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Journal of Applied Genetics 46(4), 2005, pp. 407-413

Significant involvement of chromosome 13q deletions in progression of larynx cancer, detected by comparative genomic hybridization

Kamilla Schlade-Bartusiak, Agnieszka Stembalska, David Ramsey

Abstract: Head and neck squamous cell carcinoma (HNSCC) is a heterogeneous group of tumours with various clinical characteristics. These tumours generally exhibit complex karyotypes. Few studies of genomic imbalances have been performed exclusively in subgroups of larynx cancer samples at different stages of the disease. In the present study, chromosomal gains and losses were investigated in 52 larynx tumours, by using comparative genomic hybridization (CGH). The mean number of observed alterations was 37.7 per tumour. The most common sites of losses were 1p, 13q, Xp, and the most common gains were located in 1p, 9q, 16q. The overall number of gains was negatively associated with cancer grading. G1 tumours were also characterized by a higher frequency of deletions in 13q32 and amplifications in 1q23, than tumours in other grades (p < 0.05). The frequency of losses of 13q22 also positively associated with tumour size. There was no association between the frequency of losses in 13q and the presence of lymph node metastases at the time of diagnosis. Another statistically significant association was observed for gains at 1q22-23 and tumour size (p < 0.01). No statistically significant difference in the frequency of most common imbalances was detected between primary tumours with lymph node metastases and those without metastases. In conclusion, we discovered a significant involvement of 13q deletions in the progression of larynx cancer. All the other significant changes observed in the present study were reported previously as being important for HNSCC progression. It seems that multiple genes are disrupted in the process of neoplastic transformation in the larynx, and the networks of events remain to be elucidated.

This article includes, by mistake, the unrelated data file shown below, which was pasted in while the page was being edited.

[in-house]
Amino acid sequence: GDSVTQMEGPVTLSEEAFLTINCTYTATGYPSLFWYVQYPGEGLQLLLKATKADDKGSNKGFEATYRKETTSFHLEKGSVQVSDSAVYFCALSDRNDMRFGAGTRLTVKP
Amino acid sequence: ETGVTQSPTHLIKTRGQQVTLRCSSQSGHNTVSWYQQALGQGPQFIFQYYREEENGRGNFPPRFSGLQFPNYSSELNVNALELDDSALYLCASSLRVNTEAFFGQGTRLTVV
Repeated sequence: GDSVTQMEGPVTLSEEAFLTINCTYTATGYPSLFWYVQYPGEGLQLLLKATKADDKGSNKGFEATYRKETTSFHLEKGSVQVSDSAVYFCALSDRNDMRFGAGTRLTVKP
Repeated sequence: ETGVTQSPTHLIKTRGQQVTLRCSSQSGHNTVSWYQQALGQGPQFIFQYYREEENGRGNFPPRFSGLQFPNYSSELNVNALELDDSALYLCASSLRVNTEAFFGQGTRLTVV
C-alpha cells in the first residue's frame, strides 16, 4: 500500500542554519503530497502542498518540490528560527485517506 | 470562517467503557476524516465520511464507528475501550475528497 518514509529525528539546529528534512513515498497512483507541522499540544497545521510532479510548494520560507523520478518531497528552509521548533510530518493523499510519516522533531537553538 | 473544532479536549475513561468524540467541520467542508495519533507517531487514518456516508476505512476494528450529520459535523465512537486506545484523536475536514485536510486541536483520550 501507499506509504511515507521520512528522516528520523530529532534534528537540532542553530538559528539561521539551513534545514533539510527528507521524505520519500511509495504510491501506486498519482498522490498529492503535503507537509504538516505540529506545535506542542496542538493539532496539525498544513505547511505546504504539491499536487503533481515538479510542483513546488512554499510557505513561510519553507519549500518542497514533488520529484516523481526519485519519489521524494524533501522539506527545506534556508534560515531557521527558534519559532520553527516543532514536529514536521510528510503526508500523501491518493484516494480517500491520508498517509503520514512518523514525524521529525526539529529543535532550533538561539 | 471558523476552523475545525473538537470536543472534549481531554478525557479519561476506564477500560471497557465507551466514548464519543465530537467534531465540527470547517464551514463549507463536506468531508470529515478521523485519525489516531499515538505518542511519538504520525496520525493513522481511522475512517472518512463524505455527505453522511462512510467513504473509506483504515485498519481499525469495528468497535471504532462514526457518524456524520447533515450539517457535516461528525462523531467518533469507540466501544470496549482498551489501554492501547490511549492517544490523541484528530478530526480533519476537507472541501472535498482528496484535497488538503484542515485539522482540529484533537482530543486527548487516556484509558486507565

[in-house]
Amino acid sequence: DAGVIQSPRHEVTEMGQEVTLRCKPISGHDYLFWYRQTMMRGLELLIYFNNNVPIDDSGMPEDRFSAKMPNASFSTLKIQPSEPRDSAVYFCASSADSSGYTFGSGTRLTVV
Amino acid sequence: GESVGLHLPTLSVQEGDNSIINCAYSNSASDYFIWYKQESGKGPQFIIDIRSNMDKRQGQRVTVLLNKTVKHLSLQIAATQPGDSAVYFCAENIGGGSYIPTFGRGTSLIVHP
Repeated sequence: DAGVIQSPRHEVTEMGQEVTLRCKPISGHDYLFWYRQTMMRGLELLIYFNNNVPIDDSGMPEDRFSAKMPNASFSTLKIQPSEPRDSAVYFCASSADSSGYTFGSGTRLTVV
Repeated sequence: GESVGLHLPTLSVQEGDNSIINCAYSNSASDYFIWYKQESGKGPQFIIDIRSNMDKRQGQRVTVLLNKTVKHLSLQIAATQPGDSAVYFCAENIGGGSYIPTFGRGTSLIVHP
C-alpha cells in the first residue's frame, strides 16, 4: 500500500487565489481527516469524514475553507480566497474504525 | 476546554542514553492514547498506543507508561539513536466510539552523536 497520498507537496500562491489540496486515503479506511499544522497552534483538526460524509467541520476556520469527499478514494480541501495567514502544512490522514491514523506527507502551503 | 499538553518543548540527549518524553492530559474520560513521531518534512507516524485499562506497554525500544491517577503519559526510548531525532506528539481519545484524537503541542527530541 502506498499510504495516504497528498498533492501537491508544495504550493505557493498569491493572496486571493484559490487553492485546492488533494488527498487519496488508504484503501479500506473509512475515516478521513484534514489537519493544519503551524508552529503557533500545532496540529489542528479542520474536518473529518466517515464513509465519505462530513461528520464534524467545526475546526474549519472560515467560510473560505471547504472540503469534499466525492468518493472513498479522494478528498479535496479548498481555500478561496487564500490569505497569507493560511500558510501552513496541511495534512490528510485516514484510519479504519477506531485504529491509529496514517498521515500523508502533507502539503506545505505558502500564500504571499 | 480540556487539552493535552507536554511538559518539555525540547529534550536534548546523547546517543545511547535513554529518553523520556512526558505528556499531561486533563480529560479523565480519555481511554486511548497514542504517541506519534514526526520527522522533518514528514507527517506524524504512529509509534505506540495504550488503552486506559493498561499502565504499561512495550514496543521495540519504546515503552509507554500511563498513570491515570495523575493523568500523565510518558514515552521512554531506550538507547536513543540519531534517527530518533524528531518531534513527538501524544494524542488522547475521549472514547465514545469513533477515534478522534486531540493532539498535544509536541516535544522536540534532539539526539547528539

Key words: CGH, genomic imbalances, larynx cancer.

Correspondence: A. Stembalska, Department of Genetics, Wroclaw Medical University, Marcinkowskiego 1, 50-368 Wroclaw, Poland, e-mail:

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